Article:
The Role of Technology in Defining Service-
Oriented Products

There are two broad ways to analyze the economy and classify the industry. They are the market-driven approach and the production-driven approach. While the North American Industry Classification System (NAICS) employs the market driven approach, the product-driven approach is preferred by the Standard Industrial Classification (SIC).

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The Market-Driven Approach

This consists of industries involved in goods production and service delivery. Examples of industries in the good producing category are mining, manufacturing and construction, while the service-providing industry includes the telecommunications, leisure and hospitality, consultancy, creative, financial services, professional and business services, health, education and transportation services among others.

The Production-Driven Approach Under this approach, the economy can be further classified into the product-driven and service- driven industries. In product-driven industries, inventory management which may involve extensive cost accounting and operation practices are often used. Industries that fall in this category are the food, wholesale and retail industries. Sometimes an industry can have both the product-driven and service-driven aspects of it. A good example is the hospitality industry which is widely regarded as a service-driven industry, but has its product-driven areas too, such as the bar and restaurant. A pharmacy is product-driven even if it is located within a health facility which is largely a service-driven industry. The same applies to the entertainment industry which is mostly service driven, but has its product aspects too.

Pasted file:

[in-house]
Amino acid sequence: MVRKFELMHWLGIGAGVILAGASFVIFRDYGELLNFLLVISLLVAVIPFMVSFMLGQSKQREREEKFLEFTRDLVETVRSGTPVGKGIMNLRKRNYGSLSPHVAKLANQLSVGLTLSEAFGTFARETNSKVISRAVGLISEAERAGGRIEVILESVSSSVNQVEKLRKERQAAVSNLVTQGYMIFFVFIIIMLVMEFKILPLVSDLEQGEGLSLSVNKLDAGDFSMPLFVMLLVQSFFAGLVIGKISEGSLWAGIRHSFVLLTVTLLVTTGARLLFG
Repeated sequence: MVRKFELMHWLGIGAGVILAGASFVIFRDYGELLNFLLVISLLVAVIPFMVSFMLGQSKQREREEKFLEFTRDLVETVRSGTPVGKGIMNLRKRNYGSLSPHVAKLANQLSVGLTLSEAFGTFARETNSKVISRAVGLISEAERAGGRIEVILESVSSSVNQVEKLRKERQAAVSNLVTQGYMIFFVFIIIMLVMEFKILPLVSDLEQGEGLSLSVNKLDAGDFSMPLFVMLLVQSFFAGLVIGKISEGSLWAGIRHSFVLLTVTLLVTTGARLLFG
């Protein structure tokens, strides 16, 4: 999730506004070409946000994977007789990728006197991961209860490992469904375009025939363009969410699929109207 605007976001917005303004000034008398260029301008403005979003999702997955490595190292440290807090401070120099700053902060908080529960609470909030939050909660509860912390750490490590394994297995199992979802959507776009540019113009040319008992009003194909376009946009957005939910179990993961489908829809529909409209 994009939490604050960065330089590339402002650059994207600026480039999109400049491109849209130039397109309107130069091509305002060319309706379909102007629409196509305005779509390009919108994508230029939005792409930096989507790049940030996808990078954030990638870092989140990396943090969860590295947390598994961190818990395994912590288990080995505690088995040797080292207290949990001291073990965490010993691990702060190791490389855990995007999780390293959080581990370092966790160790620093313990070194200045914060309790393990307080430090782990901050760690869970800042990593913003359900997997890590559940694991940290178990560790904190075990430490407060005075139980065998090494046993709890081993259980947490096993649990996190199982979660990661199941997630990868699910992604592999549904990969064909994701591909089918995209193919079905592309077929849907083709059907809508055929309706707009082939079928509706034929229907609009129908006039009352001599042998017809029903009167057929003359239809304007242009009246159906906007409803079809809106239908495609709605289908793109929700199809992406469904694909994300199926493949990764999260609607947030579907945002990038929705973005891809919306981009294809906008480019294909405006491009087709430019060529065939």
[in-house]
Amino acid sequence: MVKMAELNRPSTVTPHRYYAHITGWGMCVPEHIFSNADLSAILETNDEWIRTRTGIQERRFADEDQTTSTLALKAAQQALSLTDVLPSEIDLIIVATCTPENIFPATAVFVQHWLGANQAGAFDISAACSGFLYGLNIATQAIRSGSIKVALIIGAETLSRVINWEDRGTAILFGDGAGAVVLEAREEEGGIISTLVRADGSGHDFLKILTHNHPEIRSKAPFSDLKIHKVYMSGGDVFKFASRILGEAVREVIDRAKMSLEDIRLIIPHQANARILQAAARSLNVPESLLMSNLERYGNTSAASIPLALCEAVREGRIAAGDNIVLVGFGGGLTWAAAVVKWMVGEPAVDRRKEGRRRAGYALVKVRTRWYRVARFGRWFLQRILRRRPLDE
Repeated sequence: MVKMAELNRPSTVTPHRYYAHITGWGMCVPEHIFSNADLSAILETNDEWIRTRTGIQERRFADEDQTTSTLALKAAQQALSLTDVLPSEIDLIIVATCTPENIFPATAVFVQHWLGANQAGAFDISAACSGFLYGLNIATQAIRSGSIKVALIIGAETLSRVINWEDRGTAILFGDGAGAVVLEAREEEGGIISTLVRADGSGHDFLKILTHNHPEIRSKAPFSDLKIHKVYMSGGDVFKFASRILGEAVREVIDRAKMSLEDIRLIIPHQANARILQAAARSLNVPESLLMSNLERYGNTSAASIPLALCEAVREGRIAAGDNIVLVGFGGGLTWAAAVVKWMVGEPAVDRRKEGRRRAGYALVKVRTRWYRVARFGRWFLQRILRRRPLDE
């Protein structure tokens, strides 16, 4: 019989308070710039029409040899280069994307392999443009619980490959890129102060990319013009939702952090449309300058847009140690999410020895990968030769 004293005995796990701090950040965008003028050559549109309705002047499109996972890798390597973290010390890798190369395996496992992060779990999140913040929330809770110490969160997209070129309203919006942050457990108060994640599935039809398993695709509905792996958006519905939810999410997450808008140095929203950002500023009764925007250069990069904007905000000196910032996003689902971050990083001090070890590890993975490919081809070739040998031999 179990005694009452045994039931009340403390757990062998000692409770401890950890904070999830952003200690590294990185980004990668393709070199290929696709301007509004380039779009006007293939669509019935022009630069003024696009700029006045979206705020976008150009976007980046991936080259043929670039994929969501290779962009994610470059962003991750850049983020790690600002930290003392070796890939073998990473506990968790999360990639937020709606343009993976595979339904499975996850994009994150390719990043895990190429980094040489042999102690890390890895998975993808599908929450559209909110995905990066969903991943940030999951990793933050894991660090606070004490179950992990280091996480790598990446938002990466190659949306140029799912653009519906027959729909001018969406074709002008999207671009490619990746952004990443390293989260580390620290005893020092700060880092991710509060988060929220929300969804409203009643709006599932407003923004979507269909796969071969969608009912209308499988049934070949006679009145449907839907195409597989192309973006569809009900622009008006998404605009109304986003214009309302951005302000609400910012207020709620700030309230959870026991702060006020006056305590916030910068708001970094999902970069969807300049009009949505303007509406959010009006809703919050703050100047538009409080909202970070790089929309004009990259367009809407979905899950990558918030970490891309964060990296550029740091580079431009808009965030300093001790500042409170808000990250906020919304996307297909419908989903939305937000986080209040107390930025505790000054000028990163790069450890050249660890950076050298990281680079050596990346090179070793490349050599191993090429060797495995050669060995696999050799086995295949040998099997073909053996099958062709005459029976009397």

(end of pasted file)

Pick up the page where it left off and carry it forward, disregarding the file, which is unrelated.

However, these are all service-providing establishments under the market-driven approach. The manufacturing industry for instance, produces goods under the market-driven approach, and is at the same time regarded as product-driven under a production-driven approach. It can also be regarded as a service provider if it operates a retail delivery system. This essentially means that it falls into two industry categories. The dynamics of the economy changes as new industries are established and old ones hit maturity and decline eventually. Again, the manufacturing industry provides a good example of this as it makes the shift from vertical integration to strategic outsourcing. As the information-communication technology industry continues to grow with daily advancement in the digital world, industries like biotechnology and nanotechnology are emerging.

Products and Services

A product refers to a physical item – a checklist of items from activities in sectors such as mining and drilling, agriculture, manufacturing and construction. Outputs are usually final products or parts assembled into final products in the downstream within the venture or in its customers. A service on the other hand is an intangible act or work delivered during or after a sale. Supporting services can be bought at the time of a sale or after for downstream use. It is a system of supplying public needs such as utilities like transport, water and electricity. The uses and components of products are easier to identify than those of services



  • A “Time of Sale” occurs when a contractual or non-contractual agreement is made between a buyer and seller. This does not necessarily translate to earned revenue. Revenue is acknowledged and earned according to accounting principles that suit the service offered.